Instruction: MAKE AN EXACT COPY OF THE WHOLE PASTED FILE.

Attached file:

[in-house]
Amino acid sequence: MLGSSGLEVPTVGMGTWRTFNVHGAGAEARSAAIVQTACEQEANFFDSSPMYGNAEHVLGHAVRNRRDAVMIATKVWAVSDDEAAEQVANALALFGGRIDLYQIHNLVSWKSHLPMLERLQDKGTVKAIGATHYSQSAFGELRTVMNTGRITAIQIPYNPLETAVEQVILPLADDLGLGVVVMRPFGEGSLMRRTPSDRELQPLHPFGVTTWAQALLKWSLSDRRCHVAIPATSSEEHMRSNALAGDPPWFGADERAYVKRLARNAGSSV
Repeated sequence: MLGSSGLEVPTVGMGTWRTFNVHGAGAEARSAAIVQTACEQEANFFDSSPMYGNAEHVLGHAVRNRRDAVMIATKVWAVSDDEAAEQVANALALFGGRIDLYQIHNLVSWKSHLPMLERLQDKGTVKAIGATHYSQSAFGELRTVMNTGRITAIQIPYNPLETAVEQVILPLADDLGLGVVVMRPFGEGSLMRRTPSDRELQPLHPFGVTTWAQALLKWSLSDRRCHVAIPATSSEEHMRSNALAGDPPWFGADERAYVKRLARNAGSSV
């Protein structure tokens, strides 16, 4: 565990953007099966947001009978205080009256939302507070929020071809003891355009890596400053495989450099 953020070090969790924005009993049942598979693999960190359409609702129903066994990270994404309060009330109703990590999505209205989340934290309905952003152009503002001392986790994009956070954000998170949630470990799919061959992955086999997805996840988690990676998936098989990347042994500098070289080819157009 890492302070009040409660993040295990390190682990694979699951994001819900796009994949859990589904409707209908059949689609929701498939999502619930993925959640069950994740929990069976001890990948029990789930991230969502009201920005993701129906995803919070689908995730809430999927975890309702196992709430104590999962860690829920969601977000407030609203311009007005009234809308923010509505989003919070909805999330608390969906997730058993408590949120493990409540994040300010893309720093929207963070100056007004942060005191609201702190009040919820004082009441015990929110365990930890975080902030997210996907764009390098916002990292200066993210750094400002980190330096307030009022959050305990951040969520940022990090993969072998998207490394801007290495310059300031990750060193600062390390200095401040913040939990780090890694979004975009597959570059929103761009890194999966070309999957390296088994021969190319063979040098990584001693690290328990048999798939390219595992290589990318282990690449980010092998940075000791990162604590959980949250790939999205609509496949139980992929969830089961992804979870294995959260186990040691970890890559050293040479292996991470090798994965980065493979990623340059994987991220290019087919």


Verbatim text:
[in-house]
Amino acid sequence: MLGSSGLEVPTVGMGTWRTFNVHGAGAEARSAAIVQTACEQEANFFDSSPMYGNAEHVLGHAVRNRRDAVMIATKVWAVSDDEAAEQVANALALFGGRIDLYQIHNLVSWKSHLPMLERLQDKGTVKAIGATHYSQSAFGELRTVMNTGRITAIQIPYNPLETAVEQVILPLADDLGLGVVVMRPFGEGSLMRRTPSDRELQPLHPFGVTTWAQALLKWSLSDRRCHVAIPATSSEEHMRSNALAGDPPWFGADERAYVKRLARNAGSSV
Repeated sequence: MLGSSGLEVPTVGMGTWRTFNVHGAGAEARSAAIVQTACEQEANFFDSSPMYGNAEHVLGHAVRNRRDAVMIATKVWAVSDDEAAEQVANALALFGGRIDLYQIHNLVSWKSHLPMLERLQDKGTVKAIGATHYSQSAFGELRTVMNTGRITAIQIPYNPLETAVEQVILPLADDLGLGVVVMRPFGEGSLMRRTPSDRELQPLHPFGVTTWAQALLKWSLSDRRCHVAIPATSSEEHMRSNALAGDPPWFGADERAYVKRLARNAGSSV
């Protein structure tokens, strides 16, 4: 565990953007099966947001009978205080009256939302507070929020071809003891355009890596400053495989450099 953020070090969790924005009993049942598979693999960190359409609702129903066994990270994404309060009330109703990590999505209205989340934290309905952003152009503002001392986790994009956070954000998170949630470990799919061959992955086999997805996840988690990676998936098989990347042994500098070289080819157009 890492302070009040409660993040295990390190682990694979699951994001819900796009994949859990589904409707209908059949689609929701498939999502619930993925959640069950994740929990069976001890990948029990789930991230969502009201920005993701129906995803919070689908995730809430999927975890309702196992709430104590999962860690829920969601977000407030609203311009007005009234809308923010509505989003919070909805999330608390969906997730058993408590949120493990409540994040300010893309720093929207963070100056007004942060005191609201702190009040919820004082009441015990929110365990930890975080902030997210996907764009390098916002990292200066993210750094400002980190330096307030009022959050305990951040969520940022990090993969072998998207490394801007290495310059300031990750060193600062390390200095401040913040939990780090890694979004975009597959570059929103761009890194999966070309999957390296088994021969190319063979040098990584001693690290328990048999798939390219595992290589990318282990690449980010092998940075000791990162604590959980949250790939999205609509496949139980992929969830089961992804979870294995959260186990040691970890890559050293040479292996991470090798994965980065493979990623340059994987991220290019087919």